Let me know if you find putting them all under one tab at the top of the blog useful. I’d love for them to be shared, and that might make it easier.

God bless, and God bless these United States of America!

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The Magnificent Fifty: Foundation of Faith (Oklahoma)

Oklahoma City, Oklahoma (Artist: Susan Cassidy Wilhoit)

Constitution Preamble (1907)

Invoking the guidance of Almighty God, in order to secure and perpetuate the blessings of liberty…we, the people of the State of Oklahoma, do ordain and establish this Constitution. 


To read the introduction to and purpose of this series, CLICK HERE.

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The Magnificent Fifty: Foundation of Faith (Ohio)

Columbus, Ohio (Artist: Susan Cassidy Wilhoit)

Ohio State Motto (1959): With God, all things are possible*

In 1997, the American Civil Liberties Union filed a lawsuit challenging the constitutionality of the motto. A three-judge panel of the U.S. Sixth Circuit Court of Appeals ruled 2-1 in 2000 that the motto violated the separation of church and state. in 2001, the full court in a 9-4 decision reversed the decision of Its own three-judge panel declaring that the motto does not violate the separation of church and state.

*based on Matthew 19:26


To read the introduction to and purpose of this series, CLICK HERE.

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The Magnificent Fifty: Foundation of Faith (North Dakota)

Constitution Preamble (1889)

We, the people of North Dakota, grateful to Almighty God for the blessings of civil and religious liberty, do ordain and establish this constitution.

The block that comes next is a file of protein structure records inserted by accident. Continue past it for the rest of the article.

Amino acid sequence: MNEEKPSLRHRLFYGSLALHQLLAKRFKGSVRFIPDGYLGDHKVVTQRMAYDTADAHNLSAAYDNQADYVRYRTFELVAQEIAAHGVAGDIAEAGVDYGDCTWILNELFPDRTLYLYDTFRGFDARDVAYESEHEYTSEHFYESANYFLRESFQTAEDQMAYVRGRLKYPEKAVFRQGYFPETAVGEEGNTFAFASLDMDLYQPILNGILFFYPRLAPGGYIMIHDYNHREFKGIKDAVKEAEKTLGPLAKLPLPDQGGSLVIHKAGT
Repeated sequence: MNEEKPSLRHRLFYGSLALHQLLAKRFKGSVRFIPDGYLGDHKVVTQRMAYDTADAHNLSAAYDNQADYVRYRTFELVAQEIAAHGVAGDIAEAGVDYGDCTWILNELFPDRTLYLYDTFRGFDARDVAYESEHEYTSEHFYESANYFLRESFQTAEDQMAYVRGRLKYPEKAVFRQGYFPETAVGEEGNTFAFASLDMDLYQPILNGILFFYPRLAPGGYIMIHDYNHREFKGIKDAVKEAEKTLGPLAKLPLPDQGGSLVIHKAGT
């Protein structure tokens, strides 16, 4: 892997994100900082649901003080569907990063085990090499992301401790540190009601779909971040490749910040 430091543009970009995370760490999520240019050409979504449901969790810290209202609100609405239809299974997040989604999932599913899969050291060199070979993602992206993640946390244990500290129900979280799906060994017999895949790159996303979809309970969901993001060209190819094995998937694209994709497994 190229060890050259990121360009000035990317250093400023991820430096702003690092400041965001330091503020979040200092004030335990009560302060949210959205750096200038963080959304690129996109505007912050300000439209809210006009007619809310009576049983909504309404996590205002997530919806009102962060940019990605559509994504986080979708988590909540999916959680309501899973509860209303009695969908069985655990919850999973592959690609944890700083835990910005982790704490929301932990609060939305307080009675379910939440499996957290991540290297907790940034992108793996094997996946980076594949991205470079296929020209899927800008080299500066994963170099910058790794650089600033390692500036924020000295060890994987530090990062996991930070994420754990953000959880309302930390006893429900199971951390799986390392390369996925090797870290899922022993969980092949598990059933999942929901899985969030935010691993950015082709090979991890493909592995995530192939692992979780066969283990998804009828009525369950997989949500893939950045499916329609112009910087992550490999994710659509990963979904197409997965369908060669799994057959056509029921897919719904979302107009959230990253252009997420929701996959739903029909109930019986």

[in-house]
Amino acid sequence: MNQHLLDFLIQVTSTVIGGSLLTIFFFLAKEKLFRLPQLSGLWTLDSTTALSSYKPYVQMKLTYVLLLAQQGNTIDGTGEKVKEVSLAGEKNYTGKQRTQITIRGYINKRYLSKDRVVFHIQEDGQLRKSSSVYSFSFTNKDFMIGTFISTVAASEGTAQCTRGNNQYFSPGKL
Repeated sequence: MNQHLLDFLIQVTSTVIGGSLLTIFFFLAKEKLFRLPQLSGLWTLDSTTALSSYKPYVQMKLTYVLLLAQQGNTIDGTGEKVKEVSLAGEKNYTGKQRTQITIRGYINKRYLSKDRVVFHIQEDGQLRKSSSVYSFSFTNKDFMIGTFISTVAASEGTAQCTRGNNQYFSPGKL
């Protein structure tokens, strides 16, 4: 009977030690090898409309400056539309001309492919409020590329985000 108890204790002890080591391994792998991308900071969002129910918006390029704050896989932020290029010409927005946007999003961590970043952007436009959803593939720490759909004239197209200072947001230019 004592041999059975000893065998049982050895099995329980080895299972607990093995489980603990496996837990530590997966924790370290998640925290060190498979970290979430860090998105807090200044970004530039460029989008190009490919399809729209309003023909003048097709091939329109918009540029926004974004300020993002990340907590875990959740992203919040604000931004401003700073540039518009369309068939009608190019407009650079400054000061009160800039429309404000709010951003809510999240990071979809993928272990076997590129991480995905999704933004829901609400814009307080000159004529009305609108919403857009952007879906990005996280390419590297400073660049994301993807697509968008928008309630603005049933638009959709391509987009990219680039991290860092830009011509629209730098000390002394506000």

Have you been noticing how many of the state preambles have verbiage similar to this? So many have stated their gratefulness to “Almighty God” for their civil and religious liberties. How is it, then, that the Freedom From Religion Foundation can make the claim that faith and religion should not be referenced as part of the fabric of our founding?

To read the introduction to and purpose of this series, CLICK HERE.

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Memorial Day Sermon (2018)

For those of you who may be interested, I’m attaching a link to a sermon I delivered this morning (Sunday, May 27) in honor of Memorial Day.

Some of you may get triggered by the sight of American Flags, but don’t worry – this is not an uber-nationalistic, overly-patriotic, American-Christianity-like sermon. So chill.

However, this sermon is one about being a faithful soldier in the army of God (not the jihadi kind). Therefore, if military references offend you, consider this a “trigger warning.”

However, I would like to point out that at the beginning of the recording you will hear me play my guitar and sing an original song I wrote about 11 years ago in honor of a fallen soldier from our neighborhood.  It’s called “No Greater Love.”

Then, towards the end of the sermon, I’d like for you to take special note of the “Battle Cry” I read. All of us should be able to stand and recite it.

Click On the Picture to Listen

May God bless and keep you this holiday weekend.

God bless those who serve and the families who wait for them.

To all those who’ve fought for our freedom, we salute you.

To those who have fallen, we will remember.

 

 

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Filed under America, Christianity, music, Preaching

Memorial Day: A SEAL’s Comments

“Memorial Day is a time to honor the lives of those who would rather die than take a knee when our national anthem is played. But they will fight and die for the rights of those who kneel.”

Robert J. O’Neill (U.S. Navy SEAL, Retired)

Click HERE to read the original opinion piece, “SEAL who shot bin Laden: Don’t wish me a happy Memorial Day”